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Caterpillar's post-earnings drop could end rival Deere's run, market watchers warn

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Caterpillar's post-earnings drop could end rival Deere's run

Nothing runs like a Deere ... until it gets mauled by a CAT.

That story may now play out following construction equipment maker Caterpillar's second-quarter earnings release on Wednesday, which sent the stock over 4% lower by the end of the trading session.

Plagued by rising material costs, tariffs and sinking demand in China, Caterpillar also cut its full-year earnings guidance, feeding into a theory that has worried investors since last year — that global manufacturing could be slowing down.

Worries about that theory playing out only grew louder as the IHS Markit U.S. Manufacturing Purchasing Managers' Index, which tracks the economic well-being of U.S. manufacturers, fell to 50 in July, its lowest level since 2009.

That could spell real trouble for longtime Caterpillar rival Deere, according to two market watchers.

"The correlation between these two companies or these two stocks has been quite strong," Matt Maley, chief market strategist at Miller Tabak, said Wednesday on CNBC's "Trading Nation." "However, you look at a 10-year chart [and] you see that it's kind of funny how every 18 months or so, they diverge from each other by quite a bit and then they stay diverged for several months."

There's little rhyme or reason to how those divergences resolve themselves, the strategist said.

"Sometimes, one falls to meet the other. Sometimes, one rises to meet the other," Maley said. "It's kind of a weird situation. Maybe the best way to play it is to short John Deere, which has been outperforming recently, and to go long CAT."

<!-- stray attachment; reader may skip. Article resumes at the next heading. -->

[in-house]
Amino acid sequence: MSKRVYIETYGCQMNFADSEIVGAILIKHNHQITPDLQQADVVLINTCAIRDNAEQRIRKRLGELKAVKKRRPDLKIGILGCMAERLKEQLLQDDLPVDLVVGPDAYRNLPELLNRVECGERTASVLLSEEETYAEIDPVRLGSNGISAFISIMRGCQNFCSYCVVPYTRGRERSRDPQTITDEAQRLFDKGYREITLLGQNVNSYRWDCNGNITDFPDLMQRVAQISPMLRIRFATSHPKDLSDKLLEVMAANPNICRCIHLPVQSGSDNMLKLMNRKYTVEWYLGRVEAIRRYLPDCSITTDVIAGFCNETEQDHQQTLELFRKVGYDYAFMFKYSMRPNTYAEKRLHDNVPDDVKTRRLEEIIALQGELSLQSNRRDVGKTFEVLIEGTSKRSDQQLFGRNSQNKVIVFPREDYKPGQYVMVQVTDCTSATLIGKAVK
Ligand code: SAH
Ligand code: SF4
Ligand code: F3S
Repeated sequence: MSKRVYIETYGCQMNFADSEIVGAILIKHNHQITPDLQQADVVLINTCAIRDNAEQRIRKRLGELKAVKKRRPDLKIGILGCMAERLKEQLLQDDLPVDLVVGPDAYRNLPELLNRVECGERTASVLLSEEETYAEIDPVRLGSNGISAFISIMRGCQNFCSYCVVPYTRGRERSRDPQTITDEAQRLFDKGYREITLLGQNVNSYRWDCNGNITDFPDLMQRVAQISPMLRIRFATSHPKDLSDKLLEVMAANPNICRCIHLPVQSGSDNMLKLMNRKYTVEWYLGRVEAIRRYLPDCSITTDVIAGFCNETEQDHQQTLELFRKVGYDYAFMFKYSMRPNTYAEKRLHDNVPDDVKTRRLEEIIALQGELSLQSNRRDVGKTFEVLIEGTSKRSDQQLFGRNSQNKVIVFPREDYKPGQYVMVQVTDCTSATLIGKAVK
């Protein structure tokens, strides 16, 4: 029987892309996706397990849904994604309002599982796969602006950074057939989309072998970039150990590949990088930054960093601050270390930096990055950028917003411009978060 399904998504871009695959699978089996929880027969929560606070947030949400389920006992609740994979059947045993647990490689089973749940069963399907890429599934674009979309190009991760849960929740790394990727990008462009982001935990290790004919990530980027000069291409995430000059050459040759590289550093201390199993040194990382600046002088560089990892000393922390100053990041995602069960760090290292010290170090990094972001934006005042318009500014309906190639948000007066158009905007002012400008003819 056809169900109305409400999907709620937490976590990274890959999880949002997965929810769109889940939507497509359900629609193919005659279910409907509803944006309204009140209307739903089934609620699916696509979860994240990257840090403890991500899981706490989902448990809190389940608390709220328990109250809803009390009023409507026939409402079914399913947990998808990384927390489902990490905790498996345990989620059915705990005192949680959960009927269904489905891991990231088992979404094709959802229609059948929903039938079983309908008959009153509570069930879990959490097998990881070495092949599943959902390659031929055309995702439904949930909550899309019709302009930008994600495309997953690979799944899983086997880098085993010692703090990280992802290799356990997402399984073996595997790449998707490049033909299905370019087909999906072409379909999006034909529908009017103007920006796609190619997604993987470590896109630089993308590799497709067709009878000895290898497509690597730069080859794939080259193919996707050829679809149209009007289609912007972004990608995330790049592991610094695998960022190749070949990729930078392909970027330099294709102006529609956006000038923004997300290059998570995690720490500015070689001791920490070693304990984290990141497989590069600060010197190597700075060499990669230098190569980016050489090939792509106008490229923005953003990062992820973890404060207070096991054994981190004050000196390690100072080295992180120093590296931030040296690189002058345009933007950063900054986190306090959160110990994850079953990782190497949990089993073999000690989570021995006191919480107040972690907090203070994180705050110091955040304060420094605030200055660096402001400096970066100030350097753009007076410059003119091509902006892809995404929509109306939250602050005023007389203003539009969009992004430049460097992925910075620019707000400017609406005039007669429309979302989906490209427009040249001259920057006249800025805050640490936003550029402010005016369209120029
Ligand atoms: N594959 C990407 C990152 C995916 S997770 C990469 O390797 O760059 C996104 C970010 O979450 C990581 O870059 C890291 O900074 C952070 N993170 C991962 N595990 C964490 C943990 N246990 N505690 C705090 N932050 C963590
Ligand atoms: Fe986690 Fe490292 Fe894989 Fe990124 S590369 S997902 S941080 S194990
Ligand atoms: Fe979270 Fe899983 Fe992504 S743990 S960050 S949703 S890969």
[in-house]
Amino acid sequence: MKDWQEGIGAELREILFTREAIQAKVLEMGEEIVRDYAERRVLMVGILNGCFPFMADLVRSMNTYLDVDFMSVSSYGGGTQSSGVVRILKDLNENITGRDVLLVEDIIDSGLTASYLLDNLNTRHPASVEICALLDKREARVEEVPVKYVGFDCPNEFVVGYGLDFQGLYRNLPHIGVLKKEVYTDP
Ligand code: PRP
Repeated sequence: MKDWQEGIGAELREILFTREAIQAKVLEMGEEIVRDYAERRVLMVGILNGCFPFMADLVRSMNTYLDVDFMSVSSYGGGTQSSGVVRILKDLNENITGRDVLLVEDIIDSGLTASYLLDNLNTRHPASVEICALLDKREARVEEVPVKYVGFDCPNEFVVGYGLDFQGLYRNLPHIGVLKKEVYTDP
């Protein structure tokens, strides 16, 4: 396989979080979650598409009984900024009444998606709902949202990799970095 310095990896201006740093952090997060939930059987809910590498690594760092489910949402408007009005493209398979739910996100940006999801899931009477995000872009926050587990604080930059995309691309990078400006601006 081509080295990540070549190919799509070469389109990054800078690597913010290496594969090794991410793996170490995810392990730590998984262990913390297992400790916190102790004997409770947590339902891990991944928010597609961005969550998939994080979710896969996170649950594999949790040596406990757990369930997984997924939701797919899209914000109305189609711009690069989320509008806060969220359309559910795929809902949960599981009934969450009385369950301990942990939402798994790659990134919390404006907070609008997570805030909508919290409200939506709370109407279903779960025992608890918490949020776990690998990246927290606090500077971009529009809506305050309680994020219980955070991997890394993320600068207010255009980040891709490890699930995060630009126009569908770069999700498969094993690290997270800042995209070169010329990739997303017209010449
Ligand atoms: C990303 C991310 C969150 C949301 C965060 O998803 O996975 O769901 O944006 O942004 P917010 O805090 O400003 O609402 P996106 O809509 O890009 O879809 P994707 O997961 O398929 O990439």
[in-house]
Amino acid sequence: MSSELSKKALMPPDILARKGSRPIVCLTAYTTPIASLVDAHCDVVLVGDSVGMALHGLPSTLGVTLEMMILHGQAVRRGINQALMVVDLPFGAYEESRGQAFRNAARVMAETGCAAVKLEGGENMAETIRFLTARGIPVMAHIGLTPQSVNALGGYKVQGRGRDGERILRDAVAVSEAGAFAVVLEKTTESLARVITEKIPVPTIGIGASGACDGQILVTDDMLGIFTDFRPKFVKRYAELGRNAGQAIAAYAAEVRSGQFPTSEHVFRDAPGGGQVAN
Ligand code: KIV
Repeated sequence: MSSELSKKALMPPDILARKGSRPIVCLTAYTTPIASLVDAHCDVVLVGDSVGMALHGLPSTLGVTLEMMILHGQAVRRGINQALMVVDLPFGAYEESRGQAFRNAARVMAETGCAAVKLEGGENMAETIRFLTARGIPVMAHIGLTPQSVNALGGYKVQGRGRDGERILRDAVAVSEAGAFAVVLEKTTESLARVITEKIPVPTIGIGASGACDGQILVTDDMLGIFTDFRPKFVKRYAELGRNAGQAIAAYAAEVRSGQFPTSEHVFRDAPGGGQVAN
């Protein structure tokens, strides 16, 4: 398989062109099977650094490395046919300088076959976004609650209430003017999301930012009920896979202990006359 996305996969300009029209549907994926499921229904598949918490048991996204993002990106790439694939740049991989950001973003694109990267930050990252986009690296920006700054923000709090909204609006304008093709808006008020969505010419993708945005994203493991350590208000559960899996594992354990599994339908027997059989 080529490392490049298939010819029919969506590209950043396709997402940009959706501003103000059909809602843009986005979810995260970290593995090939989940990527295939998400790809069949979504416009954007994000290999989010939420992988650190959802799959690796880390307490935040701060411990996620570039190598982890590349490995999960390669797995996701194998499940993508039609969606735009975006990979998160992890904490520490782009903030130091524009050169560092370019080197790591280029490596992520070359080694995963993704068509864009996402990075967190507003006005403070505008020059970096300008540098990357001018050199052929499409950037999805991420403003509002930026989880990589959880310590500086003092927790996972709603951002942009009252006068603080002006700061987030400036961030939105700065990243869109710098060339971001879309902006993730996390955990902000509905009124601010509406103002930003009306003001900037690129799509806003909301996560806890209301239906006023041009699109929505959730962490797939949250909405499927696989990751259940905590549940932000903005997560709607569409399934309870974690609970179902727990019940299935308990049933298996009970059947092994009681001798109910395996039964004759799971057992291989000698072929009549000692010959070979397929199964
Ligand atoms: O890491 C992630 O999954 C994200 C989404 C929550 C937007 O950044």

That weak manufacturing PMI number could be the catalyst that drives Deere — up 12% year to date — down to Caterpillar's depressed levels, said Maley, the man behind financial blog and newsletter Beyond The Fundamentals.

"This is the kind of thing that probably tells you that it's going to be John Deere that falls to play catch-up, or catch-down, to CAT," he said. "And this is particularly true because Deere wasn't able to break its double-top high at [$]120. Again, this thing could turn around immediately, but it's going to have to do it literally in the next few days or you're probably going to see this divergence resolve with a decline in John Deere."

Gina Sanchez, founder and CEO of Chantico Global, agreed about the muted prospects for Deere.

"The fundamentals actually support that idea that Deere probably has to fall, because if you look at the output, a PMI at 50 is balanced," she said in the same "Trading Nation" interview. "We're sort of waiting to see where this goes, and the market is trying to anticipate the bottom. But if you look at the commentary out of Caterpillar, ... there's concern around demand for bulldozers, demand for mining equipment. They're concerned about just general confidence weakening, and that [is] coupled with rising manufacturing costs, rising labor costs. So I would say CAT is probably the story and Deere needs to come down to that."

Deere shares closed less than 1% lower on Wednesday. Caterpillar shares notched a nearly 4.5% daily loss, putting the company's year-to-date gain at just under 4%.

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